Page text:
1.15  Afternoon

Field trips and indoor workshop sessions.  Delegates will attend ONE of the following field trips or indoor activities (prior booking essential - see booking form)

Delegates to attend ONE of the following:

1  Conservation grazing on the National Nature Reserve (NNR) in partnership with our farmers - Kynance.  Leader: Justin Whitehouse, The National Trust.  Field trip – off site to Kynance via bus.  Walking ability: Moderate

2  Farms for AONBees Project - working with land managers, advisors and farmers to produce tailor-made, pollinator friendly management recommendations to enhance the Cornish landscape for conservation and food and drink production.  Leader: Dr Grace Twiston-Davies, University of Exeter (Penryn campus) and Cornwall AONB.  Indoor activity (may include possible field trip to nearby farm).  Walking ability: Easy

3  Windmill Farm - part of the National Nature Reserve thanks to Partnership working.  Leader: Callum Deveney, Head of Nature Reserves, Cornwall Wildlife Trust.  Field trip - off site to Windmill Farm via bus.  Walking ability: Easy

4  Provoke The Picturesque - Photographic Workshop.  Walking and talking, using digital SLR camera, digital camera or iPhone camera.  A short walk around the local vicinity i.e. the paths next to the World War II radio stations and undertaking two specific visual arts tasks.  Leader: Andy Hughes, Photographer.  Please bring YOUR OWN: DSLR camera (with SD card) or a digital camera (with SD card) or an iPhone (no other phones please).  Outdoors walking on-site at Goonhilly Earth Station.  Walking ability: Easy

5  The Biodiversity of the Lizard National Nature Reserve (NNR).  Leader: Phil Bowler, Senior Reserves Manager, Natural England.  Field trip – off site.  Walking ability: Moderate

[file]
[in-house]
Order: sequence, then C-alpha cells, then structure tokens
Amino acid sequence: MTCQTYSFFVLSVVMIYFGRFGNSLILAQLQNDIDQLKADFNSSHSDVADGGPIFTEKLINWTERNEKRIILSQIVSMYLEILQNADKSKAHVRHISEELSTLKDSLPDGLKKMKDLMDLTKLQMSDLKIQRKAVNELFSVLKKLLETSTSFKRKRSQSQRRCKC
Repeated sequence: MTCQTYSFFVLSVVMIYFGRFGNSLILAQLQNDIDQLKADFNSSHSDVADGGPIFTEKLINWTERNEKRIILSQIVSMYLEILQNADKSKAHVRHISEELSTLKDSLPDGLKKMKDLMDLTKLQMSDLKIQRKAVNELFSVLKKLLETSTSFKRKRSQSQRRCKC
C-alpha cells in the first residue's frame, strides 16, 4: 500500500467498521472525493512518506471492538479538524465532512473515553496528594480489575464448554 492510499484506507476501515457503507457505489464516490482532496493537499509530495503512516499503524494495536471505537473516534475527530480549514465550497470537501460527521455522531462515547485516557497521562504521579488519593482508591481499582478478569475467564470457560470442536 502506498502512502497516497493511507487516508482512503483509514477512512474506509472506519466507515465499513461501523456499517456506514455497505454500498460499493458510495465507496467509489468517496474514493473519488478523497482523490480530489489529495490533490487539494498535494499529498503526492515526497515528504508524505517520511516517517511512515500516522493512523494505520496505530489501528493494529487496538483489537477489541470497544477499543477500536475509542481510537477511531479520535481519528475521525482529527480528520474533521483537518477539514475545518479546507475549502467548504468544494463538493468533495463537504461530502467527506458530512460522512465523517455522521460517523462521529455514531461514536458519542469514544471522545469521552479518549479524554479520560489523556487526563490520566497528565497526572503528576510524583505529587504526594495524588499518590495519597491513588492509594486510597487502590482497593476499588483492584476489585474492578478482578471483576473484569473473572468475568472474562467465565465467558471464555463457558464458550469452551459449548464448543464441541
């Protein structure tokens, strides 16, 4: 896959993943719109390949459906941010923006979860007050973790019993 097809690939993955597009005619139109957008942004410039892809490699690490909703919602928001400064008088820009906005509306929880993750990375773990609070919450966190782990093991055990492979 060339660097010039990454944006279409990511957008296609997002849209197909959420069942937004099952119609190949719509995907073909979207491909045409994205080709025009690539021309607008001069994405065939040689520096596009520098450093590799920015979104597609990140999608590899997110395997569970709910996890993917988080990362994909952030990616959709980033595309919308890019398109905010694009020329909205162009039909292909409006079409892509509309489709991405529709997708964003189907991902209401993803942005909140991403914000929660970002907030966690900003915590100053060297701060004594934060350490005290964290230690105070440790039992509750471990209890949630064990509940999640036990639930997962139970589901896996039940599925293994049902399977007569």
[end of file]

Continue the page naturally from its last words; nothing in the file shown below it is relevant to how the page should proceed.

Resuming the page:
6  Working in partnership for two of Cornwall's speciality species; Cornish choughs and Atlantic Grey seals – walk and talk including the invaluable input of volunteers in these projects and will hopefully include opportunities to see choughs and seals.  Leaders: Catherine Lee, Community and Volunteering Officer, The National Trust; Sue Sayer, Cornwall Seal Group Research Trust and Nicola Shanks, RSPB.  Field trip to Lizard Point – off site via bus.  Walking ability: Easy/Moderate

3.30     Tea and Coffee at Goonhilly Earth Station

3.45     Plenary talks

Wild Lizard – Promoting the Lizard as a destination for nature, -  Sandy Pulfrey of The Hen House and "Welcome to Wild Lizard" Committee

Working together to protect our shores, - Sue Scott, Helford Voluntary Marine Conservation Area

The ESI and AONB - acronyms working together in Partnership - Prof Juliet Osborne, Director, Environment & Sustainability Institute/University of Exeter

4.15     Chairman’s closing remarks

4.25     Cadgwith Singers and Pasties for tea

5.00     Depart

Places on this conference are limited and it is now fully booked